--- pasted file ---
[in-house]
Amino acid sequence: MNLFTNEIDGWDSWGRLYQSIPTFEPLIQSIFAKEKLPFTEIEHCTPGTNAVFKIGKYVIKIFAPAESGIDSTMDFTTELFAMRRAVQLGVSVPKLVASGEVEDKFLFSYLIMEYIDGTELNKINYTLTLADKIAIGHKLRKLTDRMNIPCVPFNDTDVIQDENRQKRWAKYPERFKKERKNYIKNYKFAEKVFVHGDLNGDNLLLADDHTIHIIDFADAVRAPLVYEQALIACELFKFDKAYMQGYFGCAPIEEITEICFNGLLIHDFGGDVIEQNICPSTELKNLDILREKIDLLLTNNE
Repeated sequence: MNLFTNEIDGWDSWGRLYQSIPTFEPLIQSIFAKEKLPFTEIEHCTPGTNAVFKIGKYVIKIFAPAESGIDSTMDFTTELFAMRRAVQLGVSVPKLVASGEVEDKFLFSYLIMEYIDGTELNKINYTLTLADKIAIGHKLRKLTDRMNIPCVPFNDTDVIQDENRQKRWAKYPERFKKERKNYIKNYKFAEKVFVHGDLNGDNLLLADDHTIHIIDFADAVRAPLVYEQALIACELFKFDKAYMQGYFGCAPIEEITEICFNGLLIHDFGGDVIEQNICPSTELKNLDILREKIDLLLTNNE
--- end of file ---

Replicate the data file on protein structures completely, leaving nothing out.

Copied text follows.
[in-house]
Amino acid sequence: MNLFTNEIDGWDSWGRLYQSIPTFEPLIQSIFAKEKLPFTEIEHCTPGTNAVFKIGKYVIKIFAPAESGIDSTMDFTTELFAMRRAVQLGVSVPKLVASGEVEDKFLFSYLIMEYIDGTELNKINYTLTLADKIAIGHKLRKLTDRMNIPCVPFNDTDVIQDENRQKRWAKYPERFKKERKNYIKNYKFAEKVFVHGDLNGDNLLLADDHTIHIIDFADAVRAPLVYEQALIACELFKFDKAYMQGYFGCAPIEEITEICFNGLLIHDFGGDVIEQNICPSTELKNLDILREKIDLLLTNNE
Repeated sequence: MNLFTNEIDGWDSWGRLYQSIPTFEPLIQSIFAKEKLPFTEIEHCTPGTNAVFKIGKYVIKIFAPAESGIDSTMDFTTELFAMRRAVQLGVSVPKLVASGEVEDKFLFSYLIMEYIDGTELNKINYTLTLADKIAIGHKLRKLTDRMNIPCVPFNDTDVIQDENRQKRWAKYPERFKKERKNYIKNYKFAEKVFVHGDLNGDNLLLADDHTIHIIDFADAVRAPLVYEQALIACELFKFDKAYMQGYFGCAPIEEITEICFNGLLIHDFGGDVIEQNICPSTELKNLDILREKIDLLLTNNE